So I put on many layers of clothes and gloves. In the following one of the resulting photos. The distinctive snow line is quite striking.
In Central Europe one can only dream of such a sky. There isn’t any light pollution at all. When I crawl back into the tent after maybe an hour, my feet don’t warm up anymore. I start the stove and make myself a hot-water bottle :-). Finally I can go back to sleep.
Day 10: Lulep Vássjájågåsj – Skierffe
I wake up early and look outside. The morning sun bathes the mountain peaks in warm light. Although it’s very cold and my shoes are covered by a layer of ice, I dress up and get outside to enjoy the morning and photograph the stunning scenery. Down in the valley, a bank of fog has formed and is slowly wafting around.
The shadows in the valley slowly recede and the sun finally reaches the river. Simply great! I capture this spectacle in a timelapse sequence that you can see in my trip video.
What a wonderful morning! The night before yesterday, after a full day of rain, my motivation reached its minimum. At this point I thought that it might not be so bad to sit in a warm office after all ;-). Today I’m just glad that I’m here – in this beautiful landscape!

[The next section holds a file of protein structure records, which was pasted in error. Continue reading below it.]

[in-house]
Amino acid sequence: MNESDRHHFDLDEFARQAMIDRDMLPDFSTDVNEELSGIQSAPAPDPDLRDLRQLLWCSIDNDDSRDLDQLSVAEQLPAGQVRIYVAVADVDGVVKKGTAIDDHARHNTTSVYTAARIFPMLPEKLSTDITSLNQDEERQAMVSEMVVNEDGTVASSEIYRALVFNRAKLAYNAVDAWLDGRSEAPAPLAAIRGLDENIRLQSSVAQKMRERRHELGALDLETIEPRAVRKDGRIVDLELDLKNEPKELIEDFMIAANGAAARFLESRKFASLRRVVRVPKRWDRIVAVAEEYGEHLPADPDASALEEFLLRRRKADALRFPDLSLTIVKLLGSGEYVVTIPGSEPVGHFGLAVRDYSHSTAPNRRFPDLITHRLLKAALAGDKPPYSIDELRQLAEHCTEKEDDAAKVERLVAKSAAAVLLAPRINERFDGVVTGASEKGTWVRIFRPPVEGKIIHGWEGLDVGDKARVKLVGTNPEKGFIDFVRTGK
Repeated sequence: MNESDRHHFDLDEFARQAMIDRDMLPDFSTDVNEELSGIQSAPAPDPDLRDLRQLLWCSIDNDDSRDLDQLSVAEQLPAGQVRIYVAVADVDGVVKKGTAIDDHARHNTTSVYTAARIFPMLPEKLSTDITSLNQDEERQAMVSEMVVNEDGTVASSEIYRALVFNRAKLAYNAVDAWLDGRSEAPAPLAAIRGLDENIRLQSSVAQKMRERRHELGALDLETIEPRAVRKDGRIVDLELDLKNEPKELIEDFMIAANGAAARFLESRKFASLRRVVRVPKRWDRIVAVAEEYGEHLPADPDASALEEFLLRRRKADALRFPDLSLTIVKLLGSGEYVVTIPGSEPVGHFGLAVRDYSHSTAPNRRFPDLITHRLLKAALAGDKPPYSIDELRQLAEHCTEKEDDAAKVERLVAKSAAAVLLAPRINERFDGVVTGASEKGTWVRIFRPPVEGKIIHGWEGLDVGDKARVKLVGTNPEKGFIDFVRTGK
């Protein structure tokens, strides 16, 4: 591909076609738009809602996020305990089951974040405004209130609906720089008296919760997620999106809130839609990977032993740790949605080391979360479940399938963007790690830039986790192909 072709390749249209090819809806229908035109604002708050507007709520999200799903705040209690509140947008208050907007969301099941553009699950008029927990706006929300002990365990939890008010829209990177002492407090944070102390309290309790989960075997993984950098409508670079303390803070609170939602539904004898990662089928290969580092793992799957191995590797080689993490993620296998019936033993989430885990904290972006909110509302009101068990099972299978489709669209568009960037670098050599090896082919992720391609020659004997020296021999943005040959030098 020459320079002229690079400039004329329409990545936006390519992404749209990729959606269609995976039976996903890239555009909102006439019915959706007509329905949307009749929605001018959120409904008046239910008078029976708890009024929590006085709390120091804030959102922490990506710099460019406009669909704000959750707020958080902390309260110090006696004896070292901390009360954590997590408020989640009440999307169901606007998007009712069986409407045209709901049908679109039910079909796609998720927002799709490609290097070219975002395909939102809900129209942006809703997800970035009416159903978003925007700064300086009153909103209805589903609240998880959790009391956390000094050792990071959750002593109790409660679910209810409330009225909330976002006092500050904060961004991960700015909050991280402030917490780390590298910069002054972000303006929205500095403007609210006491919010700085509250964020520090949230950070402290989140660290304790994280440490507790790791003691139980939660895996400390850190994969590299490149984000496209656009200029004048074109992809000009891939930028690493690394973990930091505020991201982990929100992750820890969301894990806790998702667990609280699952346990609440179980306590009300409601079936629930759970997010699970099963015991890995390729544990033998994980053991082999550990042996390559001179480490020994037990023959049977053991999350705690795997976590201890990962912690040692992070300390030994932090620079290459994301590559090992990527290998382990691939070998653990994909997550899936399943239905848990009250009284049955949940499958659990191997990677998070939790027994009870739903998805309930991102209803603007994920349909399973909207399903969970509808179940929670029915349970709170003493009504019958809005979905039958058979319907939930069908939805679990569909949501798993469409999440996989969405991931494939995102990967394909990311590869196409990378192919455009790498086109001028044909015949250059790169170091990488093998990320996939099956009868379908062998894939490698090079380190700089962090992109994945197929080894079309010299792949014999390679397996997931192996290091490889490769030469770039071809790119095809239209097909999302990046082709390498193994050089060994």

After many photos I have breakfast without any hurry. My plan for today is to get to Skierffe, a summit at the end of Rapadalen. It offers a spectacular view of the vast Laiture Delta.
After everything is stowed away, I finally get going; it’s about 10 o’clock. The cloud cover has increased, but it is dry. It’s not long until I stand at the gorge of Lulep Vássjájågåsj.
I remember the gorge as quite steep, but there are places where it’s possible to get down and up safely. Changing into water sandals is at this stream. After crossing the stream and climbing out of the gorge, I walk slightly uphill to a nameless creek that is easily crossed.
A while later I reach the next stream, Buovdajågåsj. Again, I have to descend into a small gorge. There’s also a small waterfall here. Jumping from stone to stone I avoid taking off my boots.
I see several herds of reindeer today. Throughout my hike they’ve become a familiar sight. But here on the slopes of Rapadalen they’re particularly numerous. From the southern slope of Suorkitjåhkkå, which drops off steeply, I get a first glimpse of the trio Skierffe, Nammásj and Tjahkelij, as well as of the Laitaure Delta in the distance. This arrangement is sometimes called the “Gate to Sarek”.
Next, I have to bypass the gorge of the stream coming from Niehter in an inverted U-loop. Then I arrive at the steep slope of Gierdogiesjtjtjåhkkå, where a longer rocky passage is necessary. Here and there stone cairns help me to find an easier passage and to avoid the largest boulders. Now I stand opposite of Nammásj.
As you can see on the photos above, the sky is completely overcast now. After the boulder passage, I descend into a depression northwest of Skierffe, where I encounter some brush again. After a last ascent I finally reach the pass north of the summit and pitch my tent there.
I won’t climb the summit today, because I don’t expect interesting light. Instead, I set myself an alarm for the early morning. Maybe the next day I’ll be lucky…